I decided to date this post in the subject, because I am constantly learning and challenging myself to become a better auditioner. Thus, in a month or so, with more practice, experience, and training, I will want to post on this topic again and share any wisdom that seems valuable to pass along.
As I have stated before, the “auditioning bible” still seems to be Audition by Michael Shurtleff. The book, however, does have a heavy bias towards auditions aimed at theatre casting.
Since I am not a book, merely an actor sharing his experiences and wisdom, I cannot provide you with as much information as a comprehensive text. I will, however, give you insights into what seems to be working for me and how I prep for an audition.
Here are a few quick tips (some of which will be easier to accomplish than others):
- Read the material. And read it as often as possible. Is your tongue tripping over anything? If so, work on those sections.
- Mark up your script with thoughts, beat markings, highlighting, and anything else that helps!
- Determine the context of the material (commercial, industrial video, TV, film, comedy, drama, farce, slapstick, verse, etc.). You are going to want to prepare a bit differently depending on the style of the material.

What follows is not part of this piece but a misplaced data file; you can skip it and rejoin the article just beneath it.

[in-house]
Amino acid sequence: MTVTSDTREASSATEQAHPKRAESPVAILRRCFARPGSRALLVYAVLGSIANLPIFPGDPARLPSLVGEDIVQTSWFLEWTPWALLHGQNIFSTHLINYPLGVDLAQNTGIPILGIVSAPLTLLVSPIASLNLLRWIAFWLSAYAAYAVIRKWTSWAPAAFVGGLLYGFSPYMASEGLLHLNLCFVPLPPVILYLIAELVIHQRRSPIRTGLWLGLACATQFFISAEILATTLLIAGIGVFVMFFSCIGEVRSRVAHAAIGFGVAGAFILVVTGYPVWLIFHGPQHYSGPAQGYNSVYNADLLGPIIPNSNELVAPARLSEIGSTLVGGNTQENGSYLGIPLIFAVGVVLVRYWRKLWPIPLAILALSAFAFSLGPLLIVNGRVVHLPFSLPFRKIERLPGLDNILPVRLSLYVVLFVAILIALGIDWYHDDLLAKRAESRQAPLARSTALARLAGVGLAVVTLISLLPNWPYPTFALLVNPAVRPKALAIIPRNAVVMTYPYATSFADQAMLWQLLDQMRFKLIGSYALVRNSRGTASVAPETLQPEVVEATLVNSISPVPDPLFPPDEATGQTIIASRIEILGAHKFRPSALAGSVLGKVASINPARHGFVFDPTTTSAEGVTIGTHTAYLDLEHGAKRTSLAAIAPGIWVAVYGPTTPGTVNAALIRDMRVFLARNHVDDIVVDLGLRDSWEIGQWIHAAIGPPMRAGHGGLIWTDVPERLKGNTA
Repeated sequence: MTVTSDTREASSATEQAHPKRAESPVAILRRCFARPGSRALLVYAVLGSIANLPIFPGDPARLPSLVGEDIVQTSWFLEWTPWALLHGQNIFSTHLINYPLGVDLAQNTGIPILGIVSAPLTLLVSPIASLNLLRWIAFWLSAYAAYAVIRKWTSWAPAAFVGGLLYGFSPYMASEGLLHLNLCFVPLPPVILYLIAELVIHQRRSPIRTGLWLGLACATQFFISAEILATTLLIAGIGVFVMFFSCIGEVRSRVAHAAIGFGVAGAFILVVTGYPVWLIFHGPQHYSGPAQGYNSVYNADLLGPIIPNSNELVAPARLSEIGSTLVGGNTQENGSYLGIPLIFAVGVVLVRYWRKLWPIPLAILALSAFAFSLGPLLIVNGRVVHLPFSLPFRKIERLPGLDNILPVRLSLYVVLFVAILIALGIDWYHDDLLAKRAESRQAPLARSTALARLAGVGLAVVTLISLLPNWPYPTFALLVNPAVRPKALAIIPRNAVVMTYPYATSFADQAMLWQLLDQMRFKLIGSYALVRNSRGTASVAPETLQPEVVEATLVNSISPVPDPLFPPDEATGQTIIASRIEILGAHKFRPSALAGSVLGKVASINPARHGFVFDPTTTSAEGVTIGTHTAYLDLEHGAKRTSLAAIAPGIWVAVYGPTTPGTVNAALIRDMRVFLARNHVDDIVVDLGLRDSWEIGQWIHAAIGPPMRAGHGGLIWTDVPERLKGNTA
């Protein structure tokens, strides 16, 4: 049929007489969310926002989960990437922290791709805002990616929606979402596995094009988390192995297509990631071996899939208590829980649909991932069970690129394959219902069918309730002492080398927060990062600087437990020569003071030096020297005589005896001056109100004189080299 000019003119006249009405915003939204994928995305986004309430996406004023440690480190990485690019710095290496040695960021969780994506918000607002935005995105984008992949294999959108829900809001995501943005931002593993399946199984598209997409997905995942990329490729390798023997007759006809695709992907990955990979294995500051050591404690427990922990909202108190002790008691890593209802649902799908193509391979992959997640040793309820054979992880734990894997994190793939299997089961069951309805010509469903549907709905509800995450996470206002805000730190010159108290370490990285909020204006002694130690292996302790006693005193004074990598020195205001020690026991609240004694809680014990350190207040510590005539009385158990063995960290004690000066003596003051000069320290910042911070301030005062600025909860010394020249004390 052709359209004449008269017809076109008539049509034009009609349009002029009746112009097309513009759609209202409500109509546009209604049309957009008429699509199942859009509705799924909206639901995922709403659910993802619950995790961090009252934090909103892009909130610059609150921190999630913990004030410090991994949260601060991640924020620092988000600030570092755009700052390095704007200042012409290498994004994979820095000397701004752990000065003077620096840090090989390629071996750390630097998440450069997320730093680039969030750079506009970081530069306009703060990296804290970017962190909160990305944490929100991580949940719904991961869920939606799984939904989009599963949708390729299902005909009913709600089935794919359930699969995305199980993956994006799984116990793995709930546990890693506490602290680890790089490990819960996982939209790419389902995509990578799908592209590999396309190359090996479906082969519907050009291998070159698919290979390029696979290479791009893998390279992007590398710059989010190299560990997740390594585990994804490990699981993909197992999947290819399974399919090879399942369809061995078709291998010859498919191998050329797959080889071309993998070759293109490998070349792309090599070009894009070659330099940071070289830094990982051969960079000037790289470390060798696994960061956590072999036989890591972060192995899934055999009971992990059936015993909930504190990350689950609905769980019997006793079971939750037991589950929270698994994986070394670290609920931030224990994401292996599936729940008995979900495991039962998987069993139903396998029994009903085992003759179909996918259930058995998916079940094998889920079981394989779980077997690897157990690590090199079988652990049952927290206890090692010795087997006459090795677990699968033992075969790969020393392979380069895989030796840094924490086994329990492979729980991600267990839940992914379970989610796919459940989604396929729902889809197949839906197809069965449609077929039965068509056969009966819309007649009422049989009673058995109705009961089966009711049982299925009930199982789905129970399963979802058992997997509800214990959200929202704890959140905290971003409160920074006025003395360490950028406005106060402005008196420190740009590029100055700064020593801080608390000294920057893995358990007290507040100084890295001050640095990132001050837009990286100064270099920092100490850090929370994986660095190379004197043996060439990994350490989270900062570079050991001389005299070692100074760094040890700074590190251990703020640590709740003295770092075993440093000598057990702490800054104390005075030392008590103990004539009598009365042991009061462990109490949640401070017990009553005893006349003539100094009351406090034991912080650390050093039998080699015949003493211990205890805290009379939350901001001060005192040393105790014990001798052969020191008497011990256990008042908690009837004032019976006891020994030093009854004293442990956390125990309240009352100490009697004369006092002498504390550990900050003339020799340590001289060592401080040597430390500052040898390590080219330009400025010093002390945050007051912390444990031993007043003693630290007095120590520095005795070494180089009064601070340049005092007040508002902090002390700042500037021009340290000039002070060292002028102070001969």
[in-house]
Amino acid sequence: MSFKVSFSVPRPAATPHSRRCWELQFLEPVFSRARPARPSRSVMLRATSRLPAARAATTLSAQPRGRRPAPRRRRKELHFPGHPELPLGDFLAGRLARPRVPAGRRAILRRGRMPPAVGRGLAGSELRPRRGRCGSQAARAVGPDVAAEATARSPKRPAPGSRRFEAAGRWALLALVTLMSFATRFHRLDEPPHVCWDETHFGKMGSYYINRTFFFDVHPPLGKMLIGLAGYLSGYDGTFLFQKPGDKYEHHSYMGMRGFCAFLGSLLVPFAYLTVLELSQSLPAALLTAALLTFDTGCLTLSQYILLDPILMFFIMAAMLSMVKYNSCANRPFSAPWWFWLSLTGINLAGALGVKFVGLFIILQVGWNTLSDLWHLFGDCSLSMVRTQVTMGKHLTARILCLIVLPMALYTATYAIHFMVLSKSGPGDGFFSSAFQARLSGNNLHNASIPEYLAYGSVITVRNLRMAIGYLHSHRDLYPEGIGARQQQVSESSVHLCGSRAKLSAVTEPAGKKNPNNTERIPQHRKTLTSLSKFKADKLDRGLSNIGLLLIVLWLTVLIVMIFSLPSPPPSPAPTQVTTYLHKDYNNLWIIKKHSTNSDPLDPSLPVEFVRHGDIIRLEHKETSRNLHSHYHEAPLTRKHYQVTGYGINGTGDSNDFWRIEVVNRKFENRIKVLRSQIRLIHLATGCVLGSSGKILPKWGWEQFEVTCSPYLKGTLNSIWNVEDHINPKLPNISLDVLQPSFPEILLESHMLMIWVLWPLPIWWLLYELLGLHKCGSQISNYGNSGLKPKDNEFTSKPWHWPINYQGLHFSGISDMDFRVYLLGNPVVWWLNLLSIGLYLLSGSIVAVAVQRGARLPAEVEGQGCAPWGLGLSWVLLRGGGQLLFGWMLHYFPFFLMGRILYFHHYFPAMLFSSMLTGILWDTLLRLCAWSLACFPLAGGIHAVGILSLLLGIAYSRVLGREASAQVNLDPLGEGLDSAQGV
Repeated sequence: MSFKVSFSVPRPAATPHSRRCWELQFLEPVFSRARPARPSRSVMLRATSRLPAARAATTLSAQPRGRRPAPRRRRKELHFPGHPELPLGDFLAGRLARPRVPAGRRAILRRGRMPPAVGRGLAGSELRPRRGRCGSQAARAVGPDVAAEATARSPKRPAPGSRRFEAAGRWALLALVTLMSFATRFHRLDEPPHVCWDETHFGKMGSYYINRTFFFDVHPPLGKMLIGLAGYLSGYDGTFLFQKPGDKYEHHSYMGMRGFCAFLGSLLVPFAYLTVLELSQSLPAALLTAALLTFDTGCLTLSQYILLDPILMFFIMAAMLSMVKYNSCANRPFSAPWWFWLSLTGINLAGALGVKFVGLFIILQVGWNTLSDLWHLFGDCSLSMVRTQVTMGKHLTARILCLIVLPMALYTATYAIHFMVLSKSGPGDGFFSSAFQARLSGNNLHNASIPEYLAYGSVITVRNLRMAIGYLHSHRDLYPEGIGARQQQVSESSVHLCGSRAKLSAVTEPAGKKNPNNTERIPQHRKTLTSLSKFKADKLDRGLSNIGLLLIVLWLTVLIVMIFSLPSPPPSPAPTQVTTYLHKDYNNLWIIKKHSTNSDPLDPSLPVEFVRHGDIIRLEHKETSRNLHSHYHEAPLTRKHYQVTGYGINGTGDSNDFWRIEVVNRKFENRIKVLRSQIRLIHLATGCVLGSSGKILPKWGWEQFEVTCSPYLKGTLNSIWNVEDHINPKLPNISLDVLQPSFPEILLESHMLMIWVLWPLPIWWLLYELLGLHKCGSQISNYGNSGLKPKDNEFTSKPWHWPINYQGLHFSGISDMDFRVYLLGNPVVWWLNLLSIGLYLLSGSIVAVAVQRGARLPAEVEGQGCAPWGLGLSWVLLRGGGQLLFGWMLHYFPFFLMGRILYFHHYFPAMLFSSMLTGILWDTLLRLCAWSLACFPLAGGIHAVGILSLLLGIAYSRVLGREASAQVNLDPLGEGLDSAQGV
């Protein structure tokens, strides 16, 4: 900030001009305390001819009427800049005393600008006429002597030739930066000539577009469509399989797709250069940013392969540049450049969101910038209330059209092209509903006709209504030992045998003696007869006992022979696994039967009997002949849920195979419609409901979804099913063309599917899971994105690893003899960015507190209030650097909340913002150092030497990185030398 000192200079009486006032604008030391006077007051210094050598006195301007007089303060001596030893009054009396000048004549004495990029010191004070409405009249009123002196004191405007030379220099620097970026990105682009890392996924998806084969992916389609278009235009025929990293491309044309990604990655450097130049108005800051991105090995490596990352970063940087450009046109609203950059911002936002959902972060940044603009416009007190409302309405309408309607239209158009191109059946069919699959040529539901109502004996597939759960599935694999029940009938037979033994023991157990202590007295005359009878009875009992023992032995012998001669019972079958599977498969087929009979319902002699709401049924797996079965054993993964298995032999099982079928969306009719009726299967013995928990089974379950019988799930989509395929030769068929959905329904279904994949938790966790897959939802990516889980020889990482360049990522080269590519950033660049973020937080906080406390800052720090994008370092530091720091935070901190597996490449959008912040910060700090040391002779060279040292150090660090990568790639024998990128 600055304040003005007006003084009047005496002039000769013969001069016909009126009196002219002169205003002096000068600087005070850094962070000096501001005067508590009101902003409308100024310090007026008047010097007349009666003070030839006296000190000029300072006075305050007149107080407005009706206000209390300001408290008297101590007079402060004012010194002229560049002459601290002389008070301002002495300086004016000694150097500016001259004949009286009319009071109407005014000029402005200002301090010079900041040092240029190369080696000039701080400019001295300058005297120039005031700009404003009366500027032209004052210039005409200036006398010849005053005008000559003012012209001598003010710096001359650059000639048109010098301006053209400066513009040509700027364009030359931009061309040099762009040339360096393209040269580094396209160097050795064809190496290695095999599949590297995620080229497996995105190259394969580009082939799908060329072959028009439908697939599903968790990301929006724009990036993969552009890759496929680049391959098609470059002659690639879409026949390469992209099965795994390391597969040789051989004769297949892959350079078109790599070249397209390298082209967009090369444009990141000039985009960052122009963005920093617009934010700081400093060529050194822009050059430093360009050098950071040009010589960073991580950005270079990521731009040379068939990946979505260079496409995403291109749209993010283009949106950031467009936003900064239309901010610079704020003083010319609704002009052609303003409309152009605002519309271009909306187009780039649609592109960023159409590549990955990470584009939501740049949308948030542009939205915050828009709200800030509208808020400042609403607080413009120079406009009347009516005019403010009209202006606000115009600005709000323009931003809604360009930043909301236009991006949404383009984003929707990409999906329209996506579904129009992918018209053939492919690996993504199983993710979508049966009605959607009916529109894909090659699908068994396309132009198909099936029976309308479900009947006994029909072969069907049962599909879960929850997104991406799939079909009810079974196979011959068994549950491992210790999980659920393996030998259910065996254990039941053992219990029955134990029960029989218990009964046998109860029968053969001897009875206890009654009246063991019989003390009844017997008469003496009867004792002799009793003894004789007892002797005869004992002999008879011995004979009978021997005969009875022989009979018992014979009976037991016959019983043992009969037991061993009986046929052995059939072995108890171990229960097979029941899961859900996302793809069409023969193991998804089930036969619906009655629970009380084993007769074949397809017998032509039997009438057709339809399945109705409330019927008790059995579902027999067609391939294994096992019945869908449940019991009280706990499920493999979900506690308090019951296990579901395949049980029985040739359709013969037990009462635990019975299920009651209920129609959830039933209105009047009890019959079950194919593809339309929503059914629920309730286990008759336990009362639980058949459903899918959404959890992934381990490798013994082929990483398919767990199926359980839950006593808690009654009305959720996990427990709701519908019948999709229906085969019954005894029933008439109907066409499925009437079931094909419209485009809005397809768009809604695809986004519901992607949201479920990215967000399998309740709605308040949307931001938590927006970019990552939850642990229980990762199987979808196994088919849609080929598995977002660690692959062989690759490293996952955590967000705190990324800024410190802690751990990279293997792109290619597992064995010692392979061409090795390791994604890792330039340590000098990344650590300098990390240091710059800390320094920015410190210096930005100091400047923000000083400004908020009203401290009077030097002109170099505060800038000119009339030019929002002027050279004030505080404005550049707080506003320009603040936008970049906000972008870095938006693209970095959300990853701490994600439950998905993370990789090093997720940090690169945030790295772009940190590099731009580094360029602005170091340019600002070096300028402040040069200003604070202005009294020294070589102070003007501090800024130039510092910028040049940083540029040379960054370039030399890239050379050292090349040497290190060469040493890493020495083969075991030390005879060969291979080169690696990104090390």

- Do your text detective work – make choices and choose playable actions (to plead, to threaten, to beguile, etc.), break the scene to beats, and determine a beginning, middle, and end.
- Create a moment before, so your scene has immediate life.
- Find the emotional headspace of your character (especially important for more “emotional” pieces).
- Practice with a partner, record the scene so you can practice alone, put yourself in front of a camera and review (if applicable).
- Relax. Relax. Relax.
- Stretch, breath, and warm up.
- Get your head out of the script during your read! The camera wants your eyes!
- Be nice in the room. Openness helps. Be ready to receive information, as adjustment may be coming.
- Say, Thank You.